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Discussion in 'TiVo Series3 HDTV DVRs' started by eisenb11, Sep 17, 2006.
"Thus" -- Thus you've made up your own principles of law.
You obviously don't have any knowledge of contract law. (That's not intended to be an insult. The legal community does a horrible job pushing out this type of information to the public.) How can you say that I simply made up my own principles of law without some basic understanding of contract law yourself?
Granted, there conceivable could be a clause in the contract that allows them to rescind the contract within 30 days or so. But a) I doubt there is (Yes, that's pure conjecture on my part, not having read the contract. If there is such a clause, fine. Feel free to post a link to the terms and conditions. I did a brief search and did not find it the terms on line.) and b) even if there were, I suspect that BB won't attempt to excercise that right within the period of time.
As far as BB trying to avoid honoring the contract, certainly they can refuse to honor it, but that does not mean that they are legally justified in doing so.
I don't understand what this means. Please explain.
The funny thing is, even at $30, it's still a profit center and a good deal for BB.
read his entire post. "make a stink". mexican food. stereotypical gastrointestinal response to beans and/or greasy meat & cheese.
You're obviously mistaken.
And when you post self-contradictory statements like that, you're also clearly not worth the bother.
You have 30 days from purchase date to add the PSP ...
Besides dealing with the issue through the BBB (which usually gets most issues resolved) you would probably win at your local Small Claims Court as they tend to follow the meaning of a contract, not the wording of a contract, so a "legally binding contract" tends to mean "it may be a legally binding contract but in this instance we think it is unfair" ... (just remember to sue your LOCAL STORE not BB as a whole ... )
Read the warranty. The one I purchased has a specific legal venue. All lawsuits regarding the warranty need to be adjudicated in that venue.
Hmm, the warranty is no longer an added option on the website. Tho I doubt this will affect any of you who have already purchased your warranties. I really don't see them trying to cancel prior warranties as the legal floodgate is way too costly. They'll just move forward and offer the future warranties at a higher price...Good deal for those who got it.
Yep, confirmed. Warranty no longer shows up online.
Surprise me. What legal education or training do you have?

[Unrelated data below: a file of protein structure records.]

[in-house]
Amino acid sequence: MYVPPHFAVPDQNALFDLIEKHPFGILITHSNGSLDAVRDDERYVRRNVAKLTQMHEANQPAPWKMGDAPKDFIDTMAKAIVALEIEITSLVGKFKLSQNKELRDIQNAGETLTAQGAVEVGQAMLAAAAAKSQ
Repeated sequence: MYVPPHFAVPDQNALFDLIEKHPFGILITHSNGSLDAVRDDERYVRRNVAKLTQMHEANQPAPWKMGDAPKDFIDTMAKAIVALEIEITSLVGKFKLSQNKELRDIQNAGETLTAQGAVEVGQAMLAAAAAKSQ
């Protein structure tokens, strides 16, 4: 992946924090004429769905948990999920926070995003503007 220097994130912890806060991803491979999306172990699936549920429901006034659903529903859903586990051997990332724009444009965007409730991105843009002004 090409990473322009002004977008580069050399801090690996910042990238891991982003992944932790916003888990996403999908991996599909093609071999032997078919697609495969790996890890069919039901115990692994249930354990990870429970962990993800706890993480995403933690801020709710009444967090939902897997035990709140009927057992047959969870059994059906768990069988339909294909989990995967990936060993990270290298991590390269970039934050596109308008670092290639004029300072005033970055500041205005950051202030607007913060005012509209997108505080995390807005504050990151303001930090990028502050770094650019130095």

Its not self contradictory at all. I don't think anything less of people just because they aren't lawyers, and I don't expect non-lawyers to have a good understaning of legal concepts, even basic ones.
Triple confirmed! I did this this very test just last night and the $29.99 4-yr warranty was still an option then, so this change took place sometime in the last 18 hours.
Those can be contested in consumer cases - cannot guarantee that you will win, but if it is unduly burrdensome on you to go to the selected venue and not burdensome on BB, a court my choose to disregard it. Especially since this is essentially a non-negotiable contract.
One of the key essences of a contract is good faith. Those of you who bought the $30 warranty knowing that Best Buy was making a mistake were not acting in good faith. You were taking advantage of their mistake. That is the opposite of good faith.
I don't think they'd have much trouble denying your warranty claim. Whether it would be cost effective for them to do so is another question. It may be cheaper to just honor the few warranty replacements that can be expected rather than to pay lawyers to squash you.
If the employee was feeling implicitly threatened, but without any explicit threat, then maybe the employee should have called over a manager or security guard to decide what to do. The customer is not at fault for anything the employee infers without evidence.
The employee represents the store. That's why they're called CSRs: customer service representatives. What the employee does is transitively what the store does. The store sold the warranty when asked for one to go with an S3. It's not the customer's fault if the store didn't price the warranty correctly. All problems are on the employee's head, not the customer's.
I couldn't agree more. No judge is going to think the customer intimidated Best Buy into selling an extended warranty, at least not with out a police report.
Exactly. That's the legal concept of agency. Best Buy is the prinicile and the clerk is Best Buy's agent, vested with actual (as well as apparent) authority to execute contracts on behalf of Best Buy.
Yeah, like the empoyee is going to remember you, of all the thousands of customers he's had to deal with between the time you bought your warranty and when your S3 broke 3 years later...
Hell, what's the liklihood that employee is even going to still be there? BB has a heck of a turnover rate.
The essence of a contract is "meeting of the minds." In general, a unilateral mistake of fact is not legally sufficient to void a contract after formation.
"Good faith" is more of a concept of equity, rather than contract law.